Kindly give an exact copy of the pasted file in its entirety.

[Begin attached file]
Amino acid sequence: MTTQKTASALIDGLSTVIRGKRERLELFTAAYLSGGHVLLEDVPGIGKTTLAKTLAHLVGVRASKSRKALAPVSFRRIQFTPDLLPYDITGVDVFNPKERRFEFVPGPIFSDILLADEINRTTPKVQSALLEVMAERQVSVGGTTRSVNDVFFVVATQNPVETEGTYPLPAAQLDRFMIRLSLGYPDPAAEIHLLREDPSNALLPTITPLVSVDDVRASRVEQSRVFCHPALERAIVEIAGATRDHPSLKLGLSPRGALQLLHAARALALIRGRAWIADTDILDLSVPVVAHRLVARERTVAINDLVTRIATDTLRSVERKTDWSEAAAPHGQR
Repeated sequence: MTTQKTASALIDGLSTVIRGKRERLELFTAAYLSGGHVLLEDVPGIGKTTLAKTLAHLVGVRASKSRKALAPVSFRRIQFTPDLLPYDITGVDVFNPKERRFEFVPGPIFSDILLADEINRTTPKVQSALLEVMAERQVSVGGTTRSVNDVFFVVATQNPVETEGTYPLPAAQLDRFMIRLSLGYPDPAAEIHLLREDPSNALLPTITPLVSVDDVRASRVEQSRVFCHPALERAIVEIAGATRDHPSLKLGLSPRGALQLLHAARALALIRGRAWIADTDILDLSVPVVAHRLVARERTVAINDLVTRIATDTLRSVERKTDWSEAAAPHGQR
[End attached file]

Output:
Amino acid sequence: MTTQKTASALIDGLSTVIRGKRERLELFTAAYLSGGHVLLEDVPGIGKTTLAKTLAHLVGVRASKSRKALAPVSFRRIQFTPDLLPYDITGVDVFNPKERRFEFVPGPIFSDILLADEINRTTPKVQSALLEVMAERQVSVGGTTRSVNDVFFVVATQNPVETEGTYPLPAAQLDRFMIRLSLGYPDPAAEIHLLREDPSNALLPTITPLVSVDDVRASRVEQSRVFCHPALERAIVEIAGATRDHPSLKLGLSPRGALQLLHAARALALIRGRAWIADTDILDLSVPVVAHRLVARERTVAINDLVTRIATDTLRSVERKTDWSEAAAPHGQR
Repeated sequence: MTTQKTASALIDGLSTVIRGKRERLELFTAAYLSGGHVLLEDVPGIGKTTLAKTLAHLVGVRASKSRKALAPVSFRRIQFTPDLLPYDITGVDVFNPKERRFEFVPGPIFSDILLADEINRTTPKVQSALLEVMAERQVSVGGTTRSVNDVFFVVATQNPVETEGTYPLPAAQLDRFMIRLSLGYPDPAAEIHLLREDPSNALLPTITPLVSVDDVRASRVEQSRVFCHPALERAIVEIAGATRDHPSLKLGLSPRGALQLLHAARALALIRGRAWIADTDILDLSVPVVAHRLVARERTVAINDLVTRIATDTLRSVERKTDWSEAAAPHGQR